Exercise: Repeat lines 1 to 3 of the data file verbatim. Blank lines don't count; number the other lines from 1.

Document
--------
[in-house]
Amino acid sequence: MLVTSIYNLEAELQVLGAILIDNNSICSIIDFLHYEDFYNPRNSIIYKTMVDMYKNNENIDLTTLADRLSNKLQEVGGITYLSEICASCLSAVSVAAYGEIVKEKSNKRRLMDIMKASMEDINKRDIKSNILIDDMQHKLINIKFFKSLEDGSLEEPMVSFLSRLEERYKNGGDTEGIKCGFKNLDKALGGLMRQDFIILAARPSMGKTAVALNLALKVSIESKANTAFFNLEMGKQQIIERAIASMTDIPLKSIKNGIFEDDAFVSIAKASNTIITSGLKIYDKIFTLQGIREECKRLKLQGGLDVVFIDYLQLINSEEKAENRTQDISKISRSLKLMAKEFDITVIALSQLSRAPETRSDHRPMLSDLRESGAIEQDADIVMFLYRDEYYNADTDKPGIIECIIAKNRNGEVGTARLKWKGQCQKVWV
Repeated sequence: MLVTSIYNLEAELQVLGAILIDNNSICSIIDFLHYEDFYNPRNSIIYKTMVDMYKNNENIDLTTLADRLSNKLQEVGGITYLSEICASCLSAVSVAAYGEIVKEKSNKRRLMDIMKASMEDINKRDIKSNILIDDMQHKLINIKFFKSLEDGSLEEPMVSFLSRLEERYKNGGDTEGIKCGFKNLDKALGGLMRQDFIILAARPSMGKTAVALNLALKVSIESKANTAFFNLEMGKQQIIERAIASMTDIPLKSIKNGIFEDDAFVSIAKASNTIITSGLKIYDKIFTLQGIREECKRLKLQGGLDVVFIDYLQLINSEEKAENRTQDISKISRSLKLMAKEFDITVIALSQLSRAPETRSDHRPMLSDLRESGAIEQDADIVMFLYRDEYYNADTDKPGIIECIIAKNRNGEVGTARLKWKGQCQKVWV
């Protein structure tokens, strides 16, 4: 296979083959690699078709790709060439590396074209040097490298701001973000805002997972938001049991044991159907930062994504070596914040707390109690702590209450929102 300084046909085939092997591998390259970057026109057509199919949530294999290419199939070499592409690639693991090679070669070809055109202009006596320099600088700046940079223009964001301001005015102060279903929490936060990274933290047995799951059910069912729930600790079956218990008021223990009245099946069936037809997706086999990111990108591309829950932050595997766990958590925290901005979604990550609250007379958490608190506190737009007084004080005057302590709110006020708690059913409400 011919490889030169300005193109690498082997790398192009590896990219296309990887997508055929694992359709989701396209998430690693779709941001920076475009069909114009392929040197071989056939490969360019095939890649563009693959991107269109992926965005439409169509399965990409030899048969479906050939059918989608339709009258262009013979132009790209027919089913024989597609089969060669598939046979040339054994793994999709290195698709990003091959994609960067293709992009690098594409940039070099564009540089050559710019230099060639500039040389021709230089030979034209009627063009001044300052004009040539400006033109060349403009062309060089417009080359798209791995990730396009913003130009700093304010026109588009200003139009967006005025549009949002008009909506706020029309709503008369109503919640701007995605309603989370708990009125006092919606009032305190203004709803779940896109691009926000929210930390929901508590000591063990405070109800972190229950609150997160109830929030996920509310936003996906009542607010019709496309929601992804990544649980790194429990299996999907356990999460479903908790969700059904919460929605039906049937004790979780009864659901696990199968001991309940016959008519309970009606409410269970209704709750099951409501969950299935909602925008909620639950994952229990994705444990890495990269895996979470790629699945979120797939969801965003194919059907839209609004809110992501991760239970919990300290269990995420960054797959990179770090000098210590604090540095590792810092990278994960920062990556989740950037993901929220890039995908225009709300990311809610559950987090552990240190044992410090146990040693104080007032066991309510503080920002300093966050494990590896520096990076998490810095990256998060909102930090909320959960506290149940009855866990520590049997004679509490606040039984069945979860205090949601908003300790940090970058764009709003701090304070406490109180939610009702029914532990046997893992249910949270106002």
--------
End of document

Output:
[in-house]
Amino acid sequence: MLVTSIYNLEAELQVLGAILIDNNSICSIIDFLHYEDFYNPRNSIIYKTMVDMYKNNENIDLTTLADRLSNKLQEVGGITYLSEICASCLSAVSVAAYGEIVKEKSNKRRLMDIMKASMEDINKRDIKSNILIDDMQHKLINIKFFKSLEDGSLEEPMVSFLSRLEERYKNGGDTEGIKCGFKNLDKALGGLMRQDFIILAARPSMGKTAVALNLALKVSIESKANTAFFNLEMGKQQIIERAIASMTDIPLKSIKNGIFEDDAFVSIAKASNTIITSGLKIYDKIFTLQGIREECKRLKLQGGLDVVFIDYLQLINSEEKAENRTQDISKISRSLKLMAKEFDITVIALSQLSRAPETRSDHRPMLSDLRESGAIEQDADIVMFLYRDEYYNADTDKPGIIECIIAKNRNGEVGTARLKWKGQCQKVWV
Repeated sequence: MLVTSIYNLEAELQVLGAILIDNNSICSIIDFLHYEDFYNPRNSIIYKTMVDMYKNNENIDLTTLADRLSNKLQEVGGITYLSEICASCLSAVSVAAYGEIVKEKSNKRRLMDIMKASMEDINKRDIKSNILIDDMQHKLINIKFFKSLEDGSLEEPMVSFLSRLEERYKNGGDTEGIKCGFKNLDKALGGLMRQDFIILAARPSMGKTAVALNLALKVSIESKANTAFFNLEMGKQQIIERAIASMTDIPLKSIKNGIFEDDAFVSIAKASNTIITSGLKIYDKIFTLQGIREECKRLKLQGGLDVVFIDYLQLINSEEKAENRTQDISKISRSLKLMAKEFDITVIALSQLSRAPETRSDHRPMLSDLRESGAIEQDADIVMFLYRDEYYNADTDKPGIIECIIAKNRNGEVGTARLKWKGQCQKVWV